Wednesday, September 29, 2021

Michelle Murphy of Social Justice Ireland.

BUDGET 2022 is an opportunity for Government to deliver on the ambition of ‘Our Rural Future’ and make available the necessary resources to ensure the strategy is a success.

The social and economic impact of the pandemic on the regions will be lasting. Therefore, appropriate and sufficient investment is vital to a balanced and fair post-Covid recovery where no-one is left behind.

Remote working presents an opportunity to reinvigorate rural communities, but in order for Government strategies such as ‘Our Rural Future’ and ‘Making Remote Work’ to be successful, the supporting infrastructure must be put in place. Put simply, without adequate services and infrastructure, rural communities will not survive.

In Budget 2022, Government should prioritise investment in improved and expanded services in the regions, prioritising public transport, broadband, healthcare, childcare.  This will contribute to regional attractiveness in remote and rural areas and provide the social and economic infrastructure to ensure that those who live there, and those who take up the opportunities through of remote working have access to quality public services and a better quality of life.

To deliver on this in Budget 2022 an investment of €50m in the Rural Transport Programme to increase the range of public transport options available and a €10m investment in cycling and walking infrastructure (including greenways and blueways) would support improved infrastructure and services across the regions.

One of the clearest lessons from the pandemic is that a good quality internet connection is not a luxury but is in fact essential to allow people to fully participate in society. This applies not just to economic inclusion, but to educational and social inclusion as well.

If it was not clear prior to the current crisis that a quality internet connection is an equality issue, it surely is now. It is one that has both regional and financial dimensions, and covers a broad range of policy areas.

Strategies and plans to promote rural and regional economies are heavily reliant on the provision of reliable, quality, high-speed broadband.

To ensure delivery of the remote working hubs across the country, and those already planned in Waterford City, Dungarvan and Dunhill, Government should invest €200m in the Budget to provide the supporting infrastructure and shared services to make these hubs a success and upgrade existing hubs.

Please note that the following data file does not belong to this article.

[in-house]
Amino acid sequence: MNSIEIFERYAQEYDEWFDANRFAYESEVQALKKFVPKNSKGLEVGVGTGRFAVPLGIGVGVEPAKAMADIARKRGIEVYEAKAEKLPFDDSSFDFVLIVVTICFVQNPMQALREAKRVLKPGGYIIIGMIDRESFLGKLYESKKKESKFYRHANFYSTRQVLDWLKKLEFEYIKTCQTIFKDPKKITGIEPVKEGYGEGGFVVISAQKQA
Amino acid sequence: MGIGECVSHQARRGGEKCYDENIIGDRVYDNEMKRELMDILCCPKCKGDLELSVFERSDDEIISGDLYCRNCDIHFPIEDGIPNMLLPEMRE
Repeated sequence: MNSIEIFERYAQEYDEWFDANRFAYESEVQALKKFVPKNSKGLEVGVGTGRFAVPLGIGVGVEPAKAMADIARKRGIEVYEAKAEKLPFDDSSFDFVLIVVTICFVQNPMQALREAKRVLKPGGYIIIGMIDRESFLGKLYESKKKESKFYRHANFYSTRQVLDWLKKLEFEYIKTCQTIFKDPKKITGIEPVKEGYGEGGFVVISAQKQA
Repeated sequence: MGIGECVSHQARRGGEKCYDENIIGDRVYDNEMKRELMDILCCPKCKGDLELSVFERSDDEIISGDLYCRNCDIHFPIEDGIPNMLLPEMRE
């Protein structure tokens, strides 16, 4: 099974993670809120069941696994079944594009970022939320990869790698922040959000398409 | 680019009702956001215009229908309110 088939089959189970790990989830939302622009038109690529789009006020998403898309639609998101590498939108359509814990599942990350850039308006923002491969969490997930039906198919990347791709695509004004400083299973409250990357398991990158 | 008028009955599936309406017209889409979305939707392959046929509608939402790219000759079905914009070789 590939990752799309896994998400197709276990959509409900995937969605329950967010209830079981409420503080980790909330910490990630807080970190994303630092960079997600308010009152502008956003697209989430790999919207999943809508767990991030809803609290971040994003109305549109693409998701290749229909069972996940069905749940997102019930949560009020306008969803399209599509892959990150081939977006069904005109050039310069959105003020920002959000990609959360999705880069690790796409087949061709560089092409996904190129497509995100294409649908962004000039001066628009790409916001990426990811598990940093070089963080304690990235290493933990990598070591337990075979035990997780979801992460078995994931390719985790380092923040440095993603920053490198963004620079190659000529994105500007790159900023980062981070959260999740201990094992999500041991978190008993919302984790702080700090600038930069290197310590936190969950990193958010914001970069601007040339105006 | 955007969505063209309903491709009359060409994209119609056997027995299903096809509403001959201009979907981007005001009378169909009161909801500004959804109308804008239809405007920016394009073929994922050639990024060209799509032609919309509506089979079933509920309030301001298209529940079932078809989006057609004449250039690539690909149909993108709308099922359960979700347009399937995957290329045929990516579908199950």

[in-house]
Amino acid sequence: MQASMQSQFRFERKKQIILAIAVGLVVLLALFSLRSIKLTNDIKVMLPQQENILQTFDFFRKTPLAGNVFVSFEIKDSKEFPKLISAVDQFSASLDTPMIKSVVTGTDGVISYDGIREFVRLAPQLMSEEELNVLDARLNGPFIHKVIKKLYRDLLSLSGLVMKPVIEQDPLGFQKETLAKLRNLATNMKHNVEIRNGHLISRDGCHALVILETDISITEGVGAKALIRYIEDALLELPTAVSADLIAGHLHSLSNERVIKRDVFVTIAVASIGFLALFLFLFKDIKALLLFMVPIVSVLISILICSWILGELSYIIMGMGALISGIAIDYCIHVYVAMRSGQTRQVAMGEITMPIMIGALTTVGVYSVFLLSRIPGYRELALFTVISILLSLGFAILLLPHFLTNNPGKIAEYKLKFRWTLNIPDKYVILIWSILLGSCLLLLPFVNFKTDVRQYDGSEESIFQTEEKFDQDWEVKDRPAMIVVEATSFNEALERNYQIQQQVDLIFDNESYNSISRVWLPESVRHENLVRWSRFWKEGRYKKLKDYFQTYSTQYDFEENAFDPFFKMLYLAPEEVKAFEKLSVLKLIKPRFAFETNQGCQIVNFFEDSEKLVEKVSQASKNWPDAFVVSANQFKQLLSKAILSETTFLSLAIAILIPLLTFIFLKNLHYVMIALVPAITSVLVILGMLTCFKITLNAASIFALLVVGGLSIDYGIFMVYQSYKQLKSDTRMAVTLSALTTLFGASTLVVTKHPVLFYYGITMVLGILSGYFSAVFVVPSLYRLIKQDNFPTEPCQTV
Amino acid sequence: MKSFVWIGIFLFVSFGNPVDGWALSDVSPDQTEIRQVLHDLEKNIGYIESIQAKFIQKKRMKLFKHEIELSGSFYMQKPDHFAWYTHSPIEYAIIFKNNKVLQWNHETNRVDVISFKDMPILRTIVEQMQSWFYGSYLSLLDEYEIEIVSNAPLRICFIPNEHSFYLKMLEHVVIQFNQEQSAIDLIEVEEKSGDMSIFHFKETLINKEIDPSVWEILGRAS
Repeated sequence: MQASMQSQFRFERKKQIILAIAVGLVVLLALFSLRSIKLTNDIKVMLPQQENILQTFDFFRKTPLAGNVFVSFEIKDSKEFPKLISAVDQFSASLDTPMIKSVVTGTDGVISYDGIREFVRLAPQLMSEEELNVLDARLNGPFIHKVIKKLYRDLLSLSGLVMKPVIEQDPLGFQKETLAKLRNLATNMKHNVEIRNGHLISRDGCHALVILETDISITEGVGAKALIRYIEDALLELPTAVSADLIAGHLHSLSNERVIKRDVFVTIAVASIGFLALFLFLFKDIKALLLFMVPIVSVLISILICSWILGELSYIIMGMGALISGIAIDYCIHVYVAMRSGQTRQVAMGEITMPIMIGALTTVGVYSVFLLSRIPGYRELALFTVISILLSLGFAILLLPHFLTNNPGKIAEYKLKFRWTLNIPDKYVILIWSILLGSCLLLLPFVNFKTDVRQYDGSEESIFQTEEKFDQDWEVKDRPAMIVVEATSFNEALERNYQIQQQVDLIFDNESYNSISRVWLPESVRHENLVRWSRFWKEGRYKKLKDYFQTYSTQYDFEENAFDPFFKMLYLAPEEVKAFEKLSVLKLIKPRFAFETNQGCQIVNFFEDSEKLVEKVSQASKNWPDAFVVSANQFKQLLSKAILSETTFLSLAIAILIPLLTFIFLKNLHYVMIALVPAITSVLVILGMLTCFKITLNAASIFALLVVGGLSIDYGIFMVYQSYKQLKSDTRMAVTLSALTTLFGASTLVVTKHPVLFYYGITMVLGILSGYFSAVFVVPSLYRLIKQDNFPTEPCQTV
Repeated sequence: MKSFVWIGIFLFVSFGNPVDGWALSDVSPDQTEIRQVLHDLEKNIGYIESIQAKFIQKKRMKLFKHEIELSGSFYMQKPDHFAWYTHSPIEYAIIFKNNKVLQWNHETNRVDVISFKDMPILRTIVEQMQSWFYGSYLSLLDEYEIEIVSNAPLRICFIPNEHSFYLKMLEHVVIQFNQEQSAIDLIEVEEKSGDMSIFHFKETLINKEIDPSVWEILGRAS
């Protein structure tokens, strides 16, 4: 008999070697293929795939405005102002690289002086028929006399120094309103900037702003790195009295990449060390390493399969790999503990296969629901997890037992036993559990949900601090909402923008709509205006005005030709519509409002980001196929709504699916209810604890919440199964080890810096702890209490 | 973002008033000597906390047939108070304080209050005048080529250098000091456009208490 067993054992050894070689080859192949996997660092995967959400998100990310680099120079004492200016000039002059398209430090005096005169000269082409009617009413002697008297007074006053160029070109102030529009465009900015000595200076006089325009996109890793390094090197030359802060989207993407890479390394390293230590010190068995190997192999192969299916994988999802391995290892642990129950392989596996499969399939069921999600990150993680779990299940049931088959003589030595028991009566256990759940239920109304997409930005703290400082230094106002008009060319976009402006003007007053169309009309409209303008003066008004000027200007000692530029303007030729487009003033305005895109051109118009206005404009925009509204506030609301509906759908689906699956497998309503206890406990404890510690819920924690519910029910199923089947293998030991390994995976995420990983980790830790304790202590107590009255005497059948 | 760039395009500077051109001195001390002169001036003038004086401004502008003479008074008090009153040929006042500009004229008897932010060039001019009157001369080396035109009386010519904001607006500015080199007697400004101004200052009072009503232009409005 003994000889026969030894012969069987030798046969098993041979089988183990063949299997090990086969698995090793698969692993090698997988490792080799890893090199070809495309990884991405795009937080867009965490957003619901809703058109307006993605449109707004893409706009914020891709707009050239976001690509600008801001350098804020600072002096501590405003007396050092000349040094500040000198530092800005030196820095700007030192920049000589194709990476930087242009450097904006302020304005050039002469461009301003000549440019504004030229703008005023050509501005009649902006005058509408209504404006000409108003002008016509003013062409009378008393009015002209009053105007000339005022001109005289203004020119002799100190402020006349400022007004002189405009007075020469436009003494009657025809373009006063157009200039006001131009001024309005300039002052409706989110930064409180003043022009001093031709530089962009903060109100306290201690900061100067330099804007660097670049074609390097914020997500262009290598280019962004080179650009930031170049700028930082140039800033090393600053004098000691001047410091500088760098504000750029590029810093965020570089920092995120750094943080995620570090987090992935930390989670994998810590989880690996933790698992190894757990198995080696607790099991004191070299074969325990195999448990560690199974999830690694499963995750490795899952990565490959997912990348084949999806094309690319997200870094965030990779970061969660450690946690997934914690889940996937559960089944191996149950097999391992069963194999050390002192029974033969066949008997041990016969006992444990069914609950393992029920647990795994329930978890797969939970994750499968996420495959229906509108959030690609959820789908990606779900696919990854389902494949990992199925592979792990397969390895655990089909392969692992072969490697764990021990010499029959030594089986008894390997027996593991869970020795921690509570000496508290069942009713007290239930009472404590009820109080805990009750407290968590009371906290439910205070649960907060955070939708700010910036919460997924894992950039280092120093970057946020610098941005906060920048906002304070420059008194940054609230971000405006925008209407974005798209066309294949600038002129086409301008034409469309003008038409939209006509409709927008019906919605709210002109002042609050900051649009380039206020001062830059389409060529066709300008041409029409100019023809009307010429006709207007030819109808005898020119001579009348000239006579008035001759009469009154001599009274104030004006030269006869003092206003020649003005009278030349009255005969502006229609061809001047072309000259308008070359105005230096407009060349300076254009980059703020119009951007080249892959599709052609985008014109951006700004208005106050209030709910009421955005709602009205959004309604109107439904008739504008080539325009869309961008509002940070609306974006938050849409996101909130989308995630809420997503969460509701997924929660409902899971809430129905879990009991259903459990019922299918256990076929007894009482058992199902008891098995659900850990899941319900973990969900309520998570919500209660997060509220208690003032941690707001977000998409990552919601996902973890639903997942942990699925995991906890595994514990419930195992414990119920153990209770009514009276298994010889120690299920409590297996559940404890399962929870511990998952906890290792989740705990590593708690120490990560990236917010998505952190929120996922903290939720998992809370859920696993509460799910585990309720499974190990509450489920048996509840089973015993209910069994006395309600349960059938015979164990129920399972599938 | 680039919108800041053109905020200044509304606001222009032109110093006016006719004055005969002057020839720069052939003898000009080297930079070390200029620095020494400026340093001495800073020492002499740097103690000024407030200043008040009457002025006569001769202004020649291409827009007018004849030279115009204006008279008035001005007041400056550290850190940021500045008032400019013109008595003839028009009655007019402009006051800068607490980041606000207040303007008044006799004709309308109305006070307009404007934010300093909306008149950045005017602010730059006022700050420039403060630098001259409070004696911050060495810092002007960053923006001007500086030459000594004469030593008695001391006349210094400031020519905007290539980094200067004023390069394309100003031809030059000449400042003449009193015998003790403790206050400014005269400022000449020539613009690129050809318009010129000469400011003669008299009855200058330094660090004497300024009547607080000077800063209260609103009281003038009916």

Almost half of the labour force will be impacted by changes to their jobs as a result of automation by 2040. In some regions, many of the jobs currently available will be transformed or indeed made redundant in the medium term either by disruptive technology or by the need to adapt to a low carbon economy.

Regions dependent on tourism face an uncertain future. To ensure viable rural and regional economies into the future means that Government must provide the required support for the provision of public services, investment in micro businesses and small or medium enterprises, and innovation.

Investment in education and training focussed on people in jobs at risk from automation and those unemployed in rural areas will be vital to ensure that our regions and communities are supported to adapt to this change.

Almost half of the labour force will be impacted by changes to their jobs as a result of automation by 2040. Our training and skills development policy must be adapted to meet this challenge to ensure that our regions and communities have the necessary supports in place to ensure that they can adapt to meet this challenge.

“Without adequate services and infrastructure, rural communities will not survive.” 

Focussed investment in education and training for people in low skilled jobs or those unemployed in rural areas as part of an overall regional employment strategy aimed at generating sustainable jobs should be an integral part of rural development policy.

In Budget 2022, Social Justice Ireland is calling for a €40m investment in Further Education and Training to develop and expand apprenticeships and traineeships to all age cohorts, particularly at a regional and community level.

Government should also consider investing €10m in a Transition Skills fund targeted at young people and people employed in sectors whose jobs are at high risk of automation.

To support economic development across the regions Government should allocate €25m to Enterprise Ireland to develop and support indigenous enterprises and job creation across the regions, particularly those areas most impacted by Covid-19 and those who will be most impacted by Brexit.

Budget 2022 should also establish a Regional Development and Transition Fund of €100m targeted at Smart Villages to support remote working, developing local cooperatives and regional ‘Farm to Fork’ strategies, improving and expanding public services to promote and support rural living and support for the current and future generation of farmers to move to more sustainable agricultural methods.

Budget 2022 will determine whether Government is truly committed to rural Ireland.  A regional recovery for the South East is possible, but money – not platitudes – are required.

Michelle Murphy is a Research and Policy Analyst with Social Justice Ireland

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